British Champions Day: A Seminal Occasion that Transcends its Sport

October 11, 2016

- Grant Whittington

Every sport has an event that transcends its own discipline, creating new fans and reaching out to a diverse array of spectators. Take the Wimbledon Championships, for example, which are regularly enjoyed each by summer by individuals who otherwise would never watch competitive tennis.

When it comes to horse racing, however, it is fair to say that there are numerous events and meetings that transcend the sport. The most obvious of these is the British Champions Day, which is not only the richest event in horse racing but also home to some of the most traditional and longest-standing races.

British Champions Day: An Overview and Brief History

This year will be a record-breaking one for the event, with six prestigious races generating more than £4 million in prize money. The standout race remains the QIPCO Champion Stakes, which will see some of the world’s most talented thoroughbreds compete for a first prize of £1.3 million. This will follow the Queen Elizabeth II Stakes, which is lucrative by its own right and reward the worthy winner with £1.1 million.

The Champion Stakes is undoubtedly the star of the show, however, and not only because of the riches awaiting the winner. The race is also entrenched in history, having first been established back in 1877 when it was a popular feature of the Newmarket calendar. A Group One race, it moved to Ascot in 2011 to form the highlight of the new British Champions Day fixture, bringing its wealth of history and significance along with it.

Covering one mile and two furlongs, the race is a challenging affair, and it is considered by experts to be a fitting finale for the flat racing season. It has certainly tested horses and jockeys through the ages, while becoming increasingly difficult to master over time. This is reflected by the lack of records that have been established or broken in modern times, despite the heroic efforts of 2012 winner Frankel and last years’ victor Fascinating Rock.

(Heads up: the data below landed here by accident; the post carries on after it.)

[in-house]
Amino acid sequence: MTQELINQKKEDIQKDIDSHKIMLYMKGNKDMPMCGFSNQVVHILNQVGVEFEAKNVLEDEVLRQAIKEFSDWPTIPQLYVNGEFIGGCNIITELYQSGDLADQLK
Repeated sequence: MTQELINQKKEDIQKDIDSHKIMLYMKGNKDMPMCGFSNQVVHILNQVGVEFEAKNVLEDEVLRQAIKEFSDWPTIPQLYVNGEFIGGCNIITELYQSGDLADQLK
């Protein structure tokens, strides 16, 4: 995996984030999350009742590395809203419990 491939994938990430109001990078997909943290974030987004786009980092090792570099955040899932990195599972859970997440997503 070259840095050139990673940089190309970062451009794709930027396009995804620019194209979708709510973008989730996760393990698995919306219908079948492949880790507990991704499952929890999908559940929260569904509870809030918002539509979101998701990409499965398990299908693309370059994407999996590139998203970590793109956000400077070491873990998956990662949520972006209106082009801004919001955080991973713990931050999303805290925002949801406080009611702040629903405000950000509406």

While Danny Maher and Charlie Elliot hold the record for the most wins as jockeys, for example, the former operated at the turn of the century while the latter’s’ most recent win came with Dynamiter in 1952.

Who will Win this Years’ Race?

At present, 28 thoroughbreds remain in contention for the race, meaning that the British Champions Day odds are relatively tight and give little away. The return of last years’ winner Fascinating Rock has seen emerge as the initial favourite, however, although he will be pushed by Almanzor (who won the Irish equivalent last month and romped home during the French Derby).

He also appears to have a liking for the Ascot course, so he is certainly one to watch when the competitors come under starters orders.

Interestingly, the competitors who filled the first four places in last years’ race are scheduled to return, with Fascinating Rock being joined by Found, Jack Hobbs and Racing History. Initial reports also suggest that there may be a wildcard entry in the form of the brilliant, Irish-bred Minding, who has been hugely impressive this season in winning the QIPCO 1000 Guineas and the Investec Oaks.

With a love of the big occasion, he may yet be the horse that takes home the ultimate prize and sets the seal on the British Championship Series for 2016.


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